“All Chinese U.S.-listed entities are potentially impacted over the coming years,” he said. “Increased disclosure may hurt some smaller companies, but there’s been risk disclosures around PCAOB for a while now, so it shouldn’t be a shock to anyone.”
In a sign of broad support for the measure, Representative Brad Sherman, a California Democrat on the House Financial Services Committee, introduced a companion bill in that chamber. Sherman said in a statement that Nasdaq moved this week to delist China-based Luckin Coffee after executives at the company admitted fabricating $310 million in sales between April and December 2019.
“I commend our Senate counterparts for moving to address this critical issue,” Sherman said. “Had this legislation already been signed into law, U.S. investors in Luckin Coffee likely would have avoided billions of dollars in losses.”
House leaders are discussing the legislation — and a separate Senate-passed bill to sanction Chinese officials over human rights abuses against Muslim minorities — with lawmakers and members of the relevant committees, a Democratic aide said.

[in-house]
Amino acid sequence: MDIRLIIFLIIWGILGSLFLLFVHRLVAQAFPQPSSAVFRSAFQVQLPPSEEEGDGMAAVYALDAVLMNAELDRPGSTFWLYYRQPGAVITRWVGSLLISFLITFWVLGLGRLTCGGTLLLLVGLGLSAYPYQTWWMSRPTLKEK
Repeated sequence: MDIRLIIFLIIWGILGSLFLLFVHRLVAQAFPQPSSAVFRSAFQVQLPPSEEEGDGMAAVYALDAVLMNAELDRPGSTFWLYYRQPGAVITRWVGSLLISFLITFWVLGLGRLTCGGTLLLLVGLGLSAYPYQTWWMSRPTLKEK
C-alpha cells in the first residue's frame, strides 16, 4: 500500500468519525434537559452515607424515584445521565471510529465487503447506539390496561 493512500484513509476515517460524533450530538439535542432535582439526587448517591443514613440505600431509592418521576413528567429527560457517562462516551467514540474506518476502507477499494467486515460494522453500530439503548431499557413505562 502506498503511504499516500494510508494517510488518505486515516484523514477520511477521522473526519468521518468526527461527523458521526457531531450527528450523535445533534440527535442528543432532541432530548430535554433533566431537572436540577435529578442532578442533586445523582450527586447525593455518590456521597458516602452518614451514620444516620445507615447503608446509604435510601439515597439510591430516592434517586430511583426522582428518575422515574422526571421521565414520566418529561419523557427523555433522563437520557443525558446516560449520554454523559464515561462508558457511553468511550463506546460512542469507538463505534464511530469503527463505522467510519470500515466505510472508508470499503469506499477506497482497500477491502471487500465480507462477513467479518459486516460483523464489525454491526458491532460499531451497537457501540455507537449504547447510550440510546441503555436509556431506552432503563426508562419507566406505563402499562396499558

The Senate measure — S. 945 — is an example of the rising bipartisan pushback against China in Congress that had been building over trade and other issues. It has been amplified especially by Republicans as President Donald Trump has sought to blame China as the main culprit in the coronavirus pandemic.
GOP lawmakers have in recent weeks unleashed a torrent of legislation aimed at punishing China for not being more forthcoming with information or proactive in restricting travel as the coronavirus began to spread from the city of Wuhan, where it was first detected.
Trump escalated his rhetoric against China on Wednesday night, suggesting that leader Xi Jinping is behind a “disinformation and propaganda attack on the United States and Europe.”
“It all comes from the top,” Trump said in a series of tweets. He added that China was “desperate” to have former Vice President Joe Biden win the presidential race.
Kennedy told Fox Business on Tuesday that the bill would apply to U.S. exchanges such as Nasdaq and the New York Stock Exchange.
“I would not turn my back on the Chinese Communist Party if they were two days dead,” Kennedy said. “They cheat. And I’ve got a bill to stop them from cheating.”